BACKGROUND AND AIMS
Musculoskeletal ultrasound (MSUS) biomarkers may have an important role to play in the evaluation of individuals with musculoskeletal complaints who are anti-citrullinated protein antibody (ACPA)-positive who are at risk of developing rheumatoid arthritis. The authors aimed to identify which ultrasound markers could predict arthritis development.
MATERIALS AND METHODS
Individuals with musculoskeletal complaints with a positive anti-cyclic citrullinated peptide test were referred to the rheumatology department for a detailed clinical (68 joint count) and MSUS examination of the hands, feet, and any other symptomatic joints. Only those without clinical and MSUS-detected arthritis were included in the Risk RA prospective cohort and followed-up over 3 years or until arthritis onset. Using European League Against Rheumatism (EULAR)–Outcome Measures in Rheumatology (OMERACT) guidelines, MSUS markers for synovial hypertrophy and hyperaemia (Doppler signalling) were documented for each visit. Finger and wrist tendons were screened for any signs of tenosynovitis, and around bursal cavities of feet and symptomatic joints for bursitis. Association of MSUS biomarkers with arthritis development was tested (comparing proportions) using chi-square or Fisher’s exact tests.
From January 2014 to October 2019, 287 individuals were included in the study (78% female; 35% rheumatoid-factor-positive; median age: 48 years; interquartile range: 37–56 years). Within a median of 38 months (interquartile range: 1–72 months) since recruitment, 83 individuals (29%) developed an arthritis diagnosis. Prior to obtaining any diagnosis, 33% (94/287) had at least one type of MSUS modification (tenosynovitis, bursitis, synovial hypertrophy, or bone erosions) present, and 55% of those with any ultrasound changes developed arthritis compared with 16% of those with absence of any changes who developed arthritis (p<0.001).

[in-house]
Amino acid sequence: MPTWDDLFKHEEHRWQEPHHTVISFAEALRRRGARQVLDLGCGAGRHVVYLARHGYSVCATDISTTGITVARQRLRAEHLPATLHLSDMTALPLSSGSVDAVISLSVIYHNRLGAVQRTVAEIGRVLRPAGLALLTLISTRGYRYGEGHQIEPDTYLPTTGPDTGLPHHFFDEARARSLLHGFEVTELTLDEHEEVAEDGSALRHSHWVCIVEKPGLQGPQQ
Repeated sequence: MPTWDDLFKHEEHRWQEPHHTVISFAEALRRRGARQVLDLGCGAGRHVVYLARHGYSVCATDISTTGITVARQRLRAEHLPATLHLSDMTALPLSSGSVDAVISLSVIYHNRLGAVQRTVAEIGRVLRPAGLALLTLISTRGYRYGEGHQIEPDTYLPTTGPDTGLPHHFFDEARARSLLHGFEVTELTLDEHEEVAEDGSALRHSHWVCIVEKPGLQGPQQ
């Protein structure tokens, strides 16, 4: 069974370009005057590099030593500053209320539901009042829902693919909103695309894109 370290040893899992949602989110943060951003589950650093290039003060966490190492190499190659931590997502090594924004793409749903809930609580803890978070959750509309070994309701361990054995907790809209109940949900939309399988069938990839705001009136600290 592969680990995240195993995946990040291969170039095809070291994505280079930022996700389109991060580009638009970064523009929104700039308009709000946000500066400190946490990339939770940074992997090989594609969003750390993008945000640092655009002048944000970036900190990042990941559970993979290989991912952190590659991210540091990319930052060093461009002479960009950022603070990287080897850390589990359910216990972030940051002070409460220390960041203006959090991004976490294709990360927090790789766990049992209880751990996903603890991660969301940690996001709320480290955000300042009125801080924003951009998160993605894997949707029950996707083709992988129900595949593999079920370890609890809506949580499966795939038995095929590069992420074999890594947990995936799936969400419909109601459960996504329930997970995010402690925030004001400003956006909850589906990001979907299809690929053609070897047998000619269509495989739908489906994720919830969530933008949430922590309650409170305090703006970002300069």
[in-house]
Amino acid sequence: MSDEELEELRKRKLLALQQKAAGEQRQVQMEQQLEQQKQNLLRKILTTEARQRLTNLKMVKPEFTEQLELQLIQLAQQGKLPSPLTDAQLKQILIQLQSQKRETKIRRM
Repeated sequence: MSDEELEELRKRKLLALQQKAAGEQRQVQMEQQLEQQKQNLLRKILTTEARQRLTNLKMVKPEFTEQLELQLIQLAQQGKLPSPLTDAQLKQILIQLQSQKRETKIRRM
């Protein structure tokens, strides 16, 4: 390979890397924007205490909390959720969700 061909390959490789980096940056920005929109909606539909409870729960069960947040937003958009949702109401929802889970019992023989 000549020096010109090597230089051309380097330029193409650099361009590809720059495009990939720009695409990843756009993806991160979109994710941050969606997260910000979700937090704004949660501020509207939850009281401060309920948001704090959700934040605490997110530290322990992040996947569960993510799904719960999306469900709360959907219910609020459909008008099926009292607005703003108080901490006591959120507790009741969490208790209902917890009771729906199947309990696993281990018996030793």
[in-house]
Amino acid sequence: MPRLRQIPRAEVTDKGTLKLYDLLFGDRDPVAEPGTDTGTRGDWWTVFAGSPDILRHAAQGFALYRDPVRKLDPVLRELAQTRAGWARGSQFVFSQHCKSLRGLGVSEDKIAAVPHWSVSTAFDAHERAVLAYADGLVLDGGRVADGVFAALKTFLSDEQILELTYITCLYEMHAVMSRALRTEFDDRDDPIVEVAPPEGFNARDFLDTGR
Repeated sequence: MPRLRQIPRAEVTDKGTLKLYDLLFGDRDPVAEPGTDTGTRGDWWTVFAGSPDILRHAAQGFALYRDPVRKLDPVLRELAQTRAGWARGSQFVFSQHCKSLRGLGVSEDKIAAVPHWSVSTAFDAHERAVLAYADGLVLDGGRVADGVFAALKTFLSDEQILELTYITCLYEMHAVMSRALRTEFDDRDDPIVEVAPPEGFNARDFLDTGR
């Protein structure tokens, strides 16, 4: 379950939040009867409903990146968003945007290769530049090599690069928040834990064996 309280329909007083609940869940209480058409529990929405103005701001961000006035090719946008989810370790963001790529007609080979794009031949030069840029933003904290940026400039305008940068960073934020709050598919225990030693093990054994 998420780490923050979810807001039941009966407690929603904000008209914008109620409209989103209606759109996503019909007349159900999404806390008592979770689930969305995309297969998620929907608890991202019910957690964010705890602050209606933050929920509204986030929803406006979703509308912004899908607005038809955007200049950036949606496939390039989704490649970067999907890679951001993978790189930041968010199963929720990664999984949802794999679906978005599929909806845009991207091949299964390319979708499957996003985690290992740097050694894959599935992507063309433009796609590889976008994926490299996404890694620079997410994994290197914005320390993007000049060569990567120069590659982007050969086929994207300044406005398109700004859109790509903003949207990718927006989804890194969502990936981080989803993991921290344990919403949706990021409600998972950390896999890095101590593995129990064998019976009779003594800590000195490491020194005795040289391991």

Out of the 287 individuals, 22% (63/287) had ultrasound-detected tenosynovitis and 57% (36/63) of those with tenosynovitis developed arthritis compared with 21% (47/224) with the absence of tenosynovitis that developed arthritis (odds ratio: 5.02; 95% confidence interval: 2.77–9.09; p<0.001). Moreover, 8% (24/287) had ultrasound-detected bursitis and 42% (10/24) of those with bursitis developed arthritis, compared with 28% (73/263) of those with absence of bursitis that developed arthritis (p=0.15). Synovial hypertrophy was noted in 11% (31/287), and 55% (17/31) with synovial hypertrophy developed arthritis compared with 26% (66/256) of those with absence of synovial hypertrophy that developed arthritis (p<0.001). Furthermore, 5% (15/287) had bone surface erosions present and 53% (8/15) of those with erosions developed arthritis, compared with 28% (75/272) of those with absence of erosions that developed arthritis (p=0.03).
There appeared to be a trend that the ACPA-positive individuals with musculoskeletal complaints were at high risk where any subclinical minimal ultrasound changes were noted, and that the presence of tenosynovitis at baseline alone was highly predictive of arthritis development.